Sometimes, when hearing about another Jew's egregious act we think to ourselves, "How could he have done such a terrible thing?" However, our reaction should be different. We should turn the question around and ask ourselves, "Where have I gone wrong in this area?"

161 - Bo

[Rav Wolbe would say that the Ramban at the end of Parsha Bo (Shemos 13, 16) lays down some of the most basic ideas regarding Judaism and that everyone should know this Ramban by heart!]
"Now I will tell you a rule that will explain the reason behind many mitzvos: From the onset of idol worship in the days of Enosh, people's beliefs became confused. There were those who denied the Creator and claimed that the world always existed. And there were those who denied His knowledge of what occurs on earth; they said, 'How can G-d know - Does the One Above has knowledge?' (Tehillim 73, 11). Additionally, there were those who agreed that Hashem knows about the earthly occurrences but they thought that He does not involve Himself in the running of the world. 'They considered men similar to fish' (Chabakuk 1, 14) - Hashem does not watch over them and there is no punishment or reward for their actions. They claimed, 'Hashem has abandoned the land' (Yechezkel 8, 12).
"Hence, when Hashem shows interest in a nation or an individual and performs wonders whereby He changes the course of nature, it becomes clear to one and all the fallacy of the above claims. An awesome miracle proves that there is a G-d Who creates the world, Who knows, is involved and is Omnipotent. And when a prophet predicts a miracle, there is an additional advantage: the truth of prophecy becomes apparent, that Hashem speaks to man and reveals His secrets to His servants, the prophets. This lends credence to the entire Torah (since believing that the Torah came from Heaven is dependent upon believing that Hashem speaks to man).

"Therefore, with regard to the miracles (i.e. the plagues) the Torah writes, 'So that you should know that I am Hashem in the midst of the land' (Shemos 8, 18) - to prove that Hashem is involved and has not disengaged from the world, letting it run its own course. It is likewise written, 'So that you should know that the land belongs to Hashem' (ibid. 9, 29) - verifying that Hashem is their Creator and He created them from nothing. Additionally, the Torah writes, 'So that you know that there is no one like Me in the entire land' (ibid. 9, 14) - to assert His Omnipotence - He rules over everything and there is no one who can inhibit His ability to do as He pleases. [Hashem brought about all the plagues] because the Egyptians denied or were uncertain about these truths. It follows that great miracles and wonders are true witnesses verifying belief in the Creator and the entire Torah.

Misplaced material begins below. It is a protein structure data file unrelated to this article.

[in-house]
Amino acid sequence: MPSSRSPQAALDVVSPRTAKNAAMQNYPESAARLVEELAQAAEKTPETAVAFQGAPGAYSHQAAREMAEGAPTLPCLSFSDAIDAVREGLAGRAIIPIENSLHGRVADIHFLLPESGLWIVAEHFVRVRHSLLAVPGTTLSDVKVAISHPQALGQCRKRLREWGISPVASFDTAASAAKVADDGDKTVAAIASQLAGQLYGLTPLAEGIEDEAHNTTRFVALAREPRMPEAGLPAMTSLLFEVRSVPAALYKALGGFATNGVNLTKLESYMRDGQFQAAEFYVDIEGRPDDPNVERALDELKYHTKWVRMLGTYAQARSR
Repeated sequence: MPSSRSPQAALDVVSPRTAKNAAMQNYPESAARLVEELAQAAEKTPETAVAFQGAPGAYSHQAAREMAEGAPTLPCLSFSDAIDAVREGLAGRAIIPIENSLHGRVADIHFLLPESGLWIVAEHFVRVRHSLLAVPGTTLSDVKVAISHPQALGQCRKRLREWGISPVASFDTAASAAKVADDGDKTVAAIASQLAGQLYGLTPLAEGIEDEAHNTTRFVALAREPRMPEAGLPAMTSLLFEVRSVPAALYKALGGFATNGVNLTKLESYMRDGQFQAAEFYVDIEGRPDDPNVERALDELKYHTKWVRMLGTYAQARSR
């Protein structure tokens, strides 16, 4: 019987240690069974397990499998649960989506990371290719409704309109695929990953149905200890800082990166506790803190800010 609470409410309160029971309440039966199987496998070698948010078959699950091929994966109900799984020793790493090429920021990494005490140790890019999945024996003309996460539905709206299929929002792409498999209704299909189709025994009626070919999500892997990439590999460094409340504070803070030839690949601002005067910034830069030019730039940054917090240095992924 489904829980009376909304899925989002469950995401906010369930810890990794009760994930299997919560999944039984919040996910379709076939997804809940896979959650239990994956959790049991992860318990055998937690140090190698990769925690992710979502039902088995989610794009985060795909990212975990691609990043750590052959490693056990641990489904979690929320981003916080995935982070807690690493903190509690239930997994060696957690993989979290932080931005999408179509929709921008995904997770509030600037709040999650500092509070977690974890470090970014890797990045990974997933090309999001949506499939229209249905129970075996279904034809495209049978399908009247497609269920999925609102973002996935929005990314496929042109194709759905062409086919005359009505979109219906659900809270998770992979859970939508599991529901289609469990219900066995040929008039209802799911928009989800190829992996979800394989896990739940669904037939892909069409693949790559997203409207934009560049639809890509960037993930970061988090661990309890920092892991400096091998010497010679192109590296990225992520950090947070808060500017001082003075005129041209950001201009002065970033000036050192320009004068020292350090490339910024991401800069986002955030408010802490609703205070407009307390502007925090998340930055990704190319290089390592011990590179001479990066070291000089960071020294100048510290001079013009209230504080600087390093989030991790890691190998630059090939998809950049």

"However, since Hashem will not perform a miracle in every generation for every wicked person or non-believer, He commanded us to make constant reminders to help us remember the events that we witnessed. And we are to relay this message to our children and they to their children until the end of days. The great importance of this idea is apparent, for one who eats chametz on Pesach or disregards the commandment of the korban Pesach, is punished with kares. Also, He required that we write all the wonders that we witnessed upon our arms and between our eyes (tefillin) and upon our doorposts (mezuzah). And we are to verbally remember it twice daily - in the morning and evening - as our Sages said, "Emes V'yatziv is a Torah commandment, for the pasuk says, 'You shall remember Yetzias Mitzrayim all the days of your life.'" Likewise, He commanded us to build a sukkah each year and to perform numerous mitzvos "zecher l'yitziyas Mitzrayim."
"The purpose of all these mitzvos is to bear witness in every generation to the miracles, lest they be forgotten, so that non-believers will not have the ability to open their mouths in denial. He who buys a mezuzah for few coins, affixes it to his doorpost and contemplates the reason behind it, has already acknowledged that the world was [a] new [creation] and that the Creator knows what is occurring and is involved in every aspect. He has also acknowledged that there is prophecy and manifested his belief in the entire Torah. Moreover, he has acknowledged Hashem's kindness toward those who perform His will - He took them from bondage to freedom and accorded them much honor.

"Therefore Chazal said, 'One should be just as careful with an easy mitzvah as he is with a difficult mitzvah' (Avos 2, 1) because all mitzvos are beloved and to be cherished, since every time one performs a mitzvah he is acknowledging Hashem. And the purpose of all mitzvos is that we believe in our G-d and thank Him for creating us. This is the purpose of the entire creation, because we know no other purpose in the creation of man other than this."